Defending Escanaba from the Zombie Apocalypse

Coast Guard Boats at Escanaba Municipal Dock

Coast Guard Boats at Escanaba Municipal Dock

Re: Francis  X. Donnelly’s June 25 report, “Town in Michigan’s Upper Peninsula celebrates birthday, harkens back to better  times

Journalists in the comment stream on DetroitNews.com are right to take Francis X. Donnelly and his editors to task for failing to provide a fair, balanced, and complete perspective on Escanaba.

I lived in Escanaba for 8 years and still own a house there. I laughed out loud at the author’s doomsday proclamations about the Upper Peninsula, which were so negative they became absurd. His word choices seemed plucked from a Dickens novel. I half expected Oliver Twist to creep from the shadows and ask for another pasty. Continue reading

Posted in Editorials, Michigan | Leave a comment

The Promise of Entrepreneurship

Every day people in terrorist cells are carefully trained to carry out acts of terror that kill hundreds, if not thousands of people.

If they don’t have access to a school for terrorism, people can learn to build bombs on the Internet.

Every day, people are bullied for things that make them different. They come to feel worthless, and that their lives have no meaning.

Human beings are social creatures, and we can lead other people to destruction and despair. But we can also lead each other to creation and hope.

Every day, people in startup communities are carefully trained to launch ventures that create jobs and help hundreds, if not thousands of people.

If they don’t have access to a school for entrepreneurship, people can learn to start companies on the Internet.

Every day, people are appreciated for things that make them different. They come to feel they have value to offer the world and they have the power to change things for the better.

That is the promise of entrepreneurship. Let’s start now.

Posted in Entrepreneurship | Leave a comment

Finding the New Frontier

I gave the following speech today as part of the University of Montana’s Innovation and Imagination Day session on Entrepreneurship. I was invited to represent the student point of view as president of the UM Entrepreneurship Club.


When we think of entrepreneurship, we tend to think of it happening in the present and the future. But I am the child of a history teacher, and my dad taught me that we need to also look at our history to understand the context of current events.

History tells us The University of Montana is home to pioneers. Jeannette Rankin graduated from the University of Montana in 1902 with a degree in Biology. In 1916 she ran against 6 men to become the first female elected to Congress (4 years before women in this country were granted the right to vote). Montana is home to pioneers. Continue reading

Posted in Entrepreneurship, Montana | Leave a comment

The Cowboy in the Bank – A True Montana Story

I’m just back from a business trip to Eastern Montana, the land of oil wells, sugar beets, and championship rodeo teams. I heard a number of colorful stories along the way, but here’s my favorite.

A man in work clothes walked into a Montana bank, tracking in cow manure with every step. A lady at the counter wrinkled her nose at the trail of dirty bootprints and turned to the man in line next to her. “Why do they let someone like that into the bank?” she complained. ”He’s filthy!”

“Madam,” he replied, “he owns the place.”

Posted in Montana | Leave a comment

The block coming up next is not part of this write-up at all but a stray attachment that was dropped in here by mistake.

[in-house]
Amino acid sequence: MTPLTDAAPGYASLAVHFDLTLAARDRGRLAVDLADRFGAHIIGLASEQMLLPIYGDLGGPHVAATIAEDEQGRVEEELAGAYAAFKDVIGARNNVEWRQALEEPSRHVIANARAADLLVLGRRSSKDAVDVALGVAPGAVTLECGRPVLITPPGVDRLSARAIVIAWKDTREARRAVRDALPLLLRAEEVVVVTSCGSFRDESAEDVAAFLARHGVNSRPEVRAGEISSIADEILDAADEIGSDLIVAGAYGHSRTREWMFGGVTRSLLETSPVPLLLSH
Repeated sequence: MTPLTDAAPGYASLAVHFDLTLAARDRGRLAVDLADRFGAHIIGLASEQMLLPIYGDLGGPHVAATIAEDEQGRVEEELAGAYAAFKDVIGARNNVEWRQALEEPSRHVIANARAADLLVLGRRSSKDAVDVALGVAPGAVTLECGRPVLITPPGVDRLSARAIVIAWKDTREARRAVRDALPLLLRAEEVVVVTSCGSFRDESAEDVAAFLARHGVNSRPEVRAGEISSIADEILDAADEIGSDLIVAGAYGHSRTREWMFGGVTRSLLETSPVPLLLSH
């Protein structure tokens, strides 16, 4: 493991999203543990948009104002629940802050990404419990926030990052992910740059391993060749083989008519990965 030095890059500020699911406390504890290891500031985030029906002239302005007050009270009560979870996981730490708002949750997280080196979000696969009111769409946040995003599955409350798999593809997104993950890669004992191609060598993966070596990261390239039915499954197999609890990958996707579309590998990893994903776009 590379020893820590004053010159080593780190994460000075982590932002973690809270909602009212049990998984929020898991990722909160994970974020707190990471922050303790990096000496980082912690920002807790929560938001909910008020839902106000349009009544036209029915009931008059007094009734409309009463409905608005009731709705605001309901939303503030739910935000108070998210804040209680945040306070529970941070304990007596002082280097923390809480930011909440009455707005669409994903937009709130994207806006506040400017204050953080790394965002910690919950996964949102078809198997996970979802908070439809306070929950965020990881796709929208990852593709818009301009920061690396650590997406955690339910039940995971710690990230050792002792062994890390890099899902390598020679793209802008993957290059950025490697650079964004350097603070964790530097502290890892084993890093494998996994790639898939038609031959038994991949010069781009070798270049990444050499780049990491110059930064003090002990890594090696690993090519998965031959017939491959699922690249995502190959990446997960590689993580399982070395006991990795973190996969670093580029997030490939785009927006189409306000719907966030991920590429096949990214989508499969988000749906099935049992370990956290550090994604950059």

13 Ways to Get a Job You Really Want

Dog guarding the chicken coop

I’ve received some really bad advice about job interviews. I figure other people out there are probably getting bad advice, too. So I’m writing a post to combat the bad advice with all the good advice I’ve read/received. I make no guarantees that my tips will work for every job seeker, but they worked for me.

Continue reading

Posted in Career | 2 Comments

Goodnight, Newsweek

Newsweek Cover October 22, 2012Dan Pink saw it coming. Newsweek has announced it will stop publishing and go all digital after nearly 80 years in print. I’ve read Newsweek cover to cover every week since I was in high school, though in recent years I admit my loyalty has frayed at the edges. I’m saying goodbye with zero guilt and a twinge of relief, as to a houseguest who has overstayed their welcome.

Though I faithfully subscribed to Newsweek in print, there’s no way it is worth it to me to pay for an online subscription. Which makes me wonder why? If the true value is the content, the news and analysis, why does the format matter so much?

Continue reading

Posted in Technology | 1 Comment

One Thing Good Bosses Do that Bad Ones Don’t

Boy roping wooden horse“…being too busy to train is the moral equivalent of being too hungry to eat.” – Ben Horowitz

The weekend edition of the Wall Street Journal highlighted a recent NBER study on “The Value of Bosses.” Researchers measured productivity of employees at a large technology firm and uncovered three insights:

1. The quality of the boss greatly affects worker productivity. Replacing a lousy boss (in the bottom 10 percent) with a great boss (in the top 10 percent) enhanced productivity as much as adding another worker to a nine-member team.

2. The boss’s biggest contribution was teaching productive skills.

3. As the WSJ phrased it, “The study found, counterintuitively, that it pays to assign the best workers to the best bosses, because that strategy results in the largest productivity gains.”

While all of these findings are interesting, I am particularly intrigued by #2. We don’t typically think of bosses as teachers. Perhaps we think of them as motivators, as mentors who offer guidance, or as managers who monitor and evaluate our performance. But teaching skills? Not so much.

Continue reading

Posted in Leadership | Leave a comment